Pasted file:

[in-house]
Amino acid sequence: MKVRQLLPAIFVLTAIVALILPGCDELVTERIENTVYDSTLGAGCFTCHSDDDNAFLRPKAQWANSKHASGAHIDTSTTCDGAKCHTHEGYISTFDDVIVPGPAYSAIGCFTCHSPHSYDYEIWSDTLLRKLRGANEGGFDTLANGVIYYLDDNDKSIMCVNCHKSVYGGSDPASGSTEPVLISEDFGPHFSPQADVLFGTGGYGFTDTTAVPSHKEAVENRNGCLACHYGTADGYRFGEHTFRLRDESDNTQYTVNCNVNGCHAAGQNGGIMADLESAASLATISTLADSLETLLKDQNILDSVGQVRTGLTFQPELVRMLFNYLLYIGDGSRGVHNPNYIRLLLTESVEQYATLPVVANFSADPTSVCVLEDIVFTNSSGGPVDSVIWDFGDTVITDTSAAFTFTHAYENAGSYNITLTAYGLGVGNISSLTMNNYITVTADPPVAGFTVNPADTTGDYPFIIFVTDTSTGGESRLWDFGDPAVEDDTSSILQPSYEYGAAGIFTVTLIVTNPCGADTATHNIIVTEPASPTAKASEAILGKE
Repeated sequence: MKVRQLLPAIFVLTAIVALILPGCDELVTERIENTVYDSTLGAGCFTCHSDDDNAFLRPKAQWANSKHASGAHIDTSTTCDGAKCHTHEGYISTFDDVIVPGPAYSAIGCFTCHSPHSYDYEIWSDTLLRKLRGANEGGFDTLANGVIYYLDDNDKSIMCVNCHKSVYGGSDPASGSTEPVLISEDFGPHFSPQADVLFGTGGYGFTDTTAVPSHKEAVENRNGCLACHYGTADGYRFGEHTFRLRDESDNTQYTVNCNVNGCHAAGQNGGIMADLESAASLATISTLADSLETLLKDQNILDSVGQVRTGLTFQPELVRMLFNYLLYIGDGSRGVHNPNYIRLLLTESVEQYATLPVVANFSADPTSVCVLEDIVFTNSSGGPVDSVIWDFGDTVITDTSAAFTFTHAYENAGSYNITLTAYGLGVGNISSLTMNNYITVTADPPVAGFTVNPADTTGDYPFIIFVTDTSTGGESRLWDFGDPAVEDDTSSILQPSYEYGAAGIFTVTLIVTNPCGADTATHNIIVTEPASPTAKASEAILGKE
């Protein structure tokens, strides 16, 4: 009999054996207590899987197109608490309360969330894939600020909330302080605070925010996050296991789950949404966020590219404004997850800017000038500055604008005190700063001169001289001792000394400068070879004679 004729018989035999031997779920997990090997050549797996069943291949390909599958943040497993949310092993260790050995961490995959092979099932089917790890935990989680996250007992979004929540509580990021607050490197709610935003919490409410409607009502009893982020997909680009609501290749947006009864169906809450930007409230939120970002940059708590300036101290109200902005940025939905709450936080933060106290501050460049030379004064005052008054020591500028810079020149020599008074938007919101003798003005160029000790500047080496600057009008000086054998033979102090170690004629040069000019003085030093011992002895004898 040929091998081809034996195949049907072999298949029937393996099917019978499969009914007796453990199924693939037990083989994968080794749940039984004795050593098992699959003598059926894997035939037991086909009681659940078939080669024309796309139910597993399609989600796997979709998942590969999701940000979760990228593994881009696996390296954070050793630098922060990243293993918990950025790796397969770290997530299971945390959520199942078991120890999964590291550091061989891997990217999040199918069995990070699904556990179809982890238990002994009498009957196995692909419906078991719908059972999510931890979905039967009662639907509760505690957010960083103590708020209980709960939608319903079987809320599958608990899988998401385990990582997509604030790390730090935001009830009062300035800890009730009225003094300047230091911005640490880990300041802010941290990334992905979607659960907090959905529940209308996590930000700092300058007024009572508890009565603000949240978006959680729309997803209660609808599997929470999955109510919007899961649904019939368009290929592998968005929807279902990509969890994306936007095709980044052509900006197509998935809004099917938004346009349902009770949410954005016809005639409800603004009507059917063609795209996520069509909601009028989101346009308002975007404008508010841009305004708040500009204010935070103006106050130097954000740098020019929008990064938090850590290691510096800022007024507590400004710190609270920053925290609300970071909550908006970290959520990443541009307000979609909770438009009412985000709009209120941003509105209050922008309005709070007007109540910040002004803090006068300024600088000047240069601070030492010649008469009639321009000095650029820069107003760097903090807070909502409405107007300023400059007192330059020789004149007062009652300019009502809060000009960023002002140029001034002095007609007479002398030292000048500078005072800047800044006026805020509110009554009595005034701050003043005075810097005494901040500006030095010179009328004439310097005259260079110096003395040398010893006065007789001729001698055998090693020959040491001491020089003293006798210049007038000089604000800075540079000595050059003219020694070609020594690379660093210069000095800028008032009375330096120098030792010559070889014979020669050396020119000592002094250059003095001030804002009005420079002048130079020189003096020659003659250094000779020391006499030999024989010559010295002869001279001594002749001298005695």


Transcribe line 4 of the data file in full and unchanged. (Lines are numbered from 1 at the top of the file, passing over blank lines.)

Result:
């Protein structure tokens, strides 16, 4: 009999054996207590899987197109608490309360969330894939600020909330302080605070925010996050296991789950949404966020590219404004997850800017000038500055604008005190700063001169001289001792000394400068070879004679 004729018989035999031997779920997990090997050549797996069943291949390909599958943040497993949310092993260790050995961490995959092979099932089917790890935990989680996250007992979004929540509580990021607050490197709610935003919490409410409607009502009893982020997909680009609501290749947006009864169906809450930007409230939120970002940059708590300036101290109200902005940025939905709450936080933060106290501050460049030379004064005052008054020591500028810079020149020599008074938007919101003798003005160029000790500047080496600057009008000086054998033979102090170690004629040069000019003085030093011992002895004898 040929091998081809034996195949049907072999298949029937393996099917019978499969009914007796453990199924693939037990083989994968080794749940039984004795050593098992699959003598059926894997035939037991086909009681659940078939080669024309796309139910597993399609989600796997979709998942590969999701940000979760990228593994881009696996390296954070050793630098922060990243293993918990950025790796397969770290997530299971945390959520199942078991120890999964590291550091061989891997990217999040199918069995990070699904556990179809982890238990002994009498009957196995692909419906078991719908059972999510931890979905039967009662639907509760505690957010960083103590708020209980709960939608319903079987809320599958608990899988998401385990990582997509604030790390730090935001009830009062300035800890009730009225003094300047230091911005640490880990300041802010941290990334992905979607659960907090959905529940209308996590930000700092300058007024009572508890009565603000949240978006959680729309997803209660609808599997929470999955109510919007899961649904019939368009290929592998968005929807279902990509969890994306936007095709980044052509900006197509998935809004099917938004346009349902009770949410954005016809005639409800603004009507059917063609795209996520069509909601009028989101346009308002975007404008508010841009305004708040500009204010935070103006106050130097954000740098020019929008990064938090850590290691510096800022007024507590400004710190609270920053925290609300970071909550908006970290959520990443541009307000979609909770438009009412985000709009209120941003509105209050922008309005709070007007109540910040002004803090006068300024600088000047240069601070030492010649008469009639321009000095650029820069107003760097903090807070909502409405107007300023400059007192330059020789004149007062009652300019009502809060000009960023002002140029001034002095007609007479002398030292000048500078005072800047800044006026805020509110009554009595005034701050003043005075810097005494901040500006030095010179009328004439310097005259260079110096003395040398010893006065007789001729001698055998090693020959040491001491020089003293006798210049007038000089604000800075540079000595050059003219020694070609020594690379660093210069000095800028008032009375330096120098030792010559070889014979020669050396020119000592002094250059003095001030804002009005420079002048130079020189003096020659003659250094000779020391006499030999024989010559010295002869001279001594002749001298005695």